The blog consultant guy suggested a few changes. I think his best tip was that I ditch clever titles like ‘Vanquish your Vampires’, and stick to something people might actually search for. So I might go back and change some titles. You may notice other changes as well.
Anyway, back to garlic, I planted mine last week because this is the perfect time to plant garlic in North Alabama. You probably still have time, but if you live in zone 7, hurry up. The first thing I did was get out what we hadn’t eaten from the June harvest. Then I separated the bulbs into cloves and sorted them by size. I only planted the very largest cloves and saved the rest for cooking. This is my third year growing this garlic called ‘Early Italian’, and the bulbs I harvest get bigger each year. You should have seen how puny they were the first year. That’s how garlic is; it takes a while to get used to you and settle in, so you should save some cloves as seed for next year.
I hoed some cow manure and organic fertilizer into one of the raised beds. Most sources say to make a 3 inch deep trench to plant in, but I just wiggled them into the loose soil about 6 inches apart with the pointy end up. Then I mulched them with about an inch of soil conditioner and watered them in. Done. Easy-Peasy.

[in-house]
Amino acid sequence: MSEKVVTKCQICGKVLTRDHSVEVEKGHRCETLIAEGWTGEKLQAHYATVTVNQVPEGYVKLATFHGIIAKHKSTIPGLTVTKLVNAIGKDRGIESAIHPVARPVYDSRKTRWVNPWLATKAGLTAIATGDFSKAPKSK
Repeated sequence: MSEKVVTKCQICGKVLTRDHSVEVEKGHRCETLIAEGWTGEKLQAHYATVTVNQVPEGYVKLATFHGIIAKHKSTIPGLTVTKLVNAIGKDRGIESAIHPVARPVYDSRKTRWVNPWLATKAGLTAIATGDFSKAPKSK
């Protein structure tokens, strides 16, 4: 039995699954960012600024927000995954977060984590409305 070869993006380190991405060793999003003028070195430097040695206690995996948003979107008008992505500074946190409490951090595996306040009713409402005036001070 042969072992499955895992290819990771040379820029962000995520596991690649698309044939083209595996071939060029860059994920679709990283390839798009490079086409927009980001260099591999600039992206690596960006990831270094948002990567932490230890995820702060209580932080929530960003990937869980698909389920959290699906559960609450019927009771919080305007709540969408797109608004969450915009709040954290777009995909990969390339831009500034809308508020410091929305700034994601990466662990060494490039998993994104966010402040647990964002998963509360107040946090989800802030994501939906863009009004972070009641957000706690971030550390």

My brother-in-law buys garlic at the grocery store and has good luck planting it, but most grocery store garlic is treated with something to inhibit growth, and you’re better off buying seed garlic. I suggest you purchase your seed from Territorial Seed. Hurry because they’re sold out of most of the garlic, and it’s time for planting anyway. Territorial Seed is my favorite because they are sending me free garlic seed. The nice lady told me that softneck garlic is better for the South, and they’re sending ‘Chinese Pink’ and ‘Susanville’. She threw in one hardneck ‘Duganski’ just for grins.
I’m conducting a little garlic experiment. I’ve always planted them dry, but this year I soaked about half my cloves in de-chlorinated water for two hours. In spring you can read ‘How to Harvest Garlic’ to see how the experiment turns out and how the new varieties perform.
Note to reader: I was just watering the bed of garlic. Don’t get too excited about this experiment. It may be in trouble already. Apparently one of the dogs doesn’t know a damn thing about scientific procedures. – It was probably Layla. – The idiot walked around the bed in a random pattern that may hinder the cloves planted wet and jeopardize the validity of the experiment. Stupid dog!